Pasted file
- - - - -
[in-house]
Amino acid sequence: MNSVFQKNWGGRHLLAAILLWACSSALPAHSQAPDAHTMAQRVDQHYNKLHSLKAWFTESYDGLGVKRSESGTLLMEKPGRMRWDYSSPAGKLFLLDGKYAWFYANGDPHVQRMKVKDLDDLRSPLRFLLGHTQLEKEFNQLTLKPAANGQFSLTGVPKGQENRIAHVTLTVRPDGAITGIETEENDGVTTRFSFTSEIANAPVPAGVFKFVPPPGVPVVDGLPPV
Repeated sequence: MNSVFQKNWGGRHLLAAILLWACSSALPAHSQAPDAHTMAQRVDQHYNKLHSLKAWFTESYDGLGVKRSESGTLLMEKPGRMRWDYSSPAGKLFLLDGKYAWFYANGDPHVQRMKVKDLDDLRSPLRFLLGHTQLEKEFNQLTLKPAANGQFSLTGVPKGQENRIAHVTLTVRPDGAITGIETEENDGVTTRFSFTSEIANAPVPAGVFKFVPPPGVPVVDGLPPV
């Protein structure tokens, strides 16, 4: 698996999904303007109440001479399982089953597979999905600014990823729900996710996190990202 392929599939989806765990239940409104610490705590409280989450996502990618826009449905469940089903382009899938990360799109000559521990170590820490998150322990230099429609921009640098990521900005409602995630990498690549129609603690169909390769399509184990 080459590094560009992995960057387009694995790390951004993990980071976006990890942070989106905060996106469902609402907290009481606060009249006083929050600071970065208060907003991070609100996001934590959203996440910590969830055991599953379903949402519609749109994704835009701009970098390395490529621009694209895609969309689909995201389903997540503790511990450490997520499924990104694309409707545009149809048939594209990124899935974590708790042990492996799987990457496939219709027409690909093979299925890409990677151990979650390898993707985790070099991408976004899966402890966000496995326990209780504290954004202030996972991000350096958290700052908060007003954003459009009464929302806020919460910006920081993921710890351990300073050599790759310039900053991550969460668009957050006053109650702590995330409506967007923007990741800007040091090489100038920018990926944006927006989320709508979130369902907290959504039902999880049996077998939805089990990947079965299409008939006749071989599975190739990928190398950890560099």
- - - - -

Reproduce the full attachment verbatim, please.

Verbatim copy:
[in-house]
Amino acid sequence: MNSVFQKNWGGRHLLAAILLWACSSALPAHSQAPDAHTMAQRVDQHYNKLHSLKAWFTESYDGLGVKRSESGTLLMEKPGRMRWDYSSPAGKLFLLDGKYAWFYANGDPHVQRMKVKDLDDLRSPLRFLLGHTQLEKEFNQLTLKPAANGQFSLTGVPKGQENRIAHVTLTVRPDGAITGIETEENDGVTTRFSFTSEIANAPVPAGVFKFVPPPGVPVVDGLPPV
Repeated sequence: MNSVFQKNWGGRHLLAAILLWACSSALPAHSQAPDAHTMAQRVDQHYNKLHSLKAWFTESYDGLGVKRSESGTLLMEKPGRMRWDYSSPAGKLFLLDGKYAWFYANGDPHVQRMKVKDLDDLRSPLRFLLGHTQLEKEFNQLTLKPAANGQFSLTGVPKGQENRIAHVTLTVRPDGAITGIETEENDGVTTRFSFTSEIANAPVPAGVFKFVPPPGVPVVDGLPPV
């Protein structure tokens, strides 16, 4: 698996999904303007109440001479399982089953597979999905600014990823729900996710996190990202 392929599939989806765990239940409104610490705590409280989450996502990618826009449905469940089903382009899938990360799109000559521990170590820490998150322990230099429609921009640098990521900005409602995630990498690549129609603690169909390769399509184990 080459590094560009992995960057387009694995790390951004993990980071976006990890942070989106905060996106469902609402907290009481606060009249006083929050600071970065208060907003991070609100996001934590959203996440910590969830055991599953379903949402519609749109994704835009701009970098390395490529621009694209895609969309689909995201389903997540503790511990450490997520499924990104694309409707545009149809048939594209990124899935974590708790042990492996799987990457496939219709027409690909093979299925890409990677151990979650390898993707985790070099991408976004899966402890966000496995326990209780504290954004202030996972991000350096958290700052908060007003954003459009009464929302806020919460910006920081993921710890351990300073050599790759310039900053991550969460668009957050006053109650702590995330409506967007923007990741800007040091090489100038920018990926944006927006989320709508979130369902907290959504039902999880049996077998939805089990990947079965299409008939006749071989599975190739990928190398950890560099």